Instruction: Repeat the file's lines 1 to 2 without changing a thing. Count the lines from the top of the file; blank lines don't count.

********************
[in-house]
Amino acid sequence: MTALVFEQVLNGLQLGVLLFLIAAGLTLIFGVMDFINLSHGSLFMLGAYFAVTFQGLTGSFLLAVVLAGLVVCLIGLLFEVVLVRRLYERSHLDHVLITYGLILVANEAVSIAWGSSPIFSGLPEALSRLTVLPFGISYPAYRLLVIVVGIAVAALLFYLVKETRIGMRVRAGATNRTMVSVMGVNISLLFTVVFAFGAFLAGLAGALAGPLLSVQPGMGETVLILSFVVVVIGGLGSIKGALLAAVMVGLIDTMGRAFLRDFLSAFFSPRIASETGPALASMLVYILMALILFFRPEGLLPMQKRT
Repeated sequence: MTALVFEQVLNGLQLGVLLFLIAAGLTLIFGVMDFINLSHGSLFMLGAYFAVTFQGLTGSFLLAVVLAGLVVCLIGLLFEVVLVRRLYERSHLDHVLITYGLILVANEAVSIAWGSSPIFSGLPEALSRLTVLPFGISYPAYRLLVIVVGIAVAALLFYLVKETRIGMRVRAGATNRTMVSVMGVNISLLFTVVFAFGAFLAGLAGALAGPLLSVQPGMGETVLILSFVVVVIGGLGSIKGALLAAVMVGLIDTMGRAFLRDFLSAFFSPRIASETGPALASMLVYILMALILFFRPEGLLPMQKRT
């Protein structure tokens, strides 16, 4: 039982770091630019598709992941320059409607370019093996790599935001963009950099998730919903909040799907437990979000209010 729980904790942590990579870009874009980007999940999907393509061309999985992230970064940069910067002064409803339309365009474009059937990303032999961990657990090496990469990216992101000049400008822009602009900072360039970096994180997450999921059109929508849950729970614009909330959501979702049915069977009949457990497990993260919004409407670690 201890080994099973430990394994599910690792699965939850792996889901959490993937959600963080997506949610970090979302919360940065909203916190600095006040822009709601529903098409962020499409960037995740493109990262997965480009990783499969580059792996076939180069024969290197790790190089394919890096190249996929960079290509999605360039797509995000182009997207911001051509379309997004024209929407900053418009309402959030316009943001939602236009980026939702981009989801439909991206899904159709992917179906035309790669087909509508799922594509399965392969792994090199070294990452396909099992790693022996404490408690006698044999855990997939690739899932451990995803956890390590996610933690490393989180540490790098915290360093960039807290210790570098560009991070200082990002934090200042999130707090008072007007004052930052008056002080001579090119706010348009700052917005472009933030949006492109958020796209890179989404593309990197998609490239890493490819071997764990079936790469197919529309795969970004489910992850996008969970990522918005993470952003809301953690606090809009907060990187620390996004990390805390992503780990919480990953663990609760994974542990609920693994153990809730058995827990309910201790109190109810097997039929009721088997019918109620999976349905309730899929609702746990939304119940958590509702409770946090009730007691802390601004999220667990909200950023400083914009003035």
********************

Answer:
[in-house]
Amino acid sequence: MTALVFEQVLNGLQLGVLLFLIAAGLTLIFGVMDFINLSHGSLFMLGAYFAVTFQGLTGSFLLAVVLAGLVVCLIGLLFEVVLVRRLYERSHLDHVLITYGLILVANEAVSIAWGSSPIFSGLPEALSRLTVLPFGISYPAYRLLVIVVGIAVAALLFYLVKETRIGMRVRAGATNRTMVSVMGVNISLLFTVVFAFGAFLAGLAGALAGPLLSVQPGMGETVLILSFVVVVIGGLGSIKGALLAAVMVGLIDTMGRAFLRDFLSAFFSPRIASETGPALASMLVYILMALILFFRPEGLLPMQKRT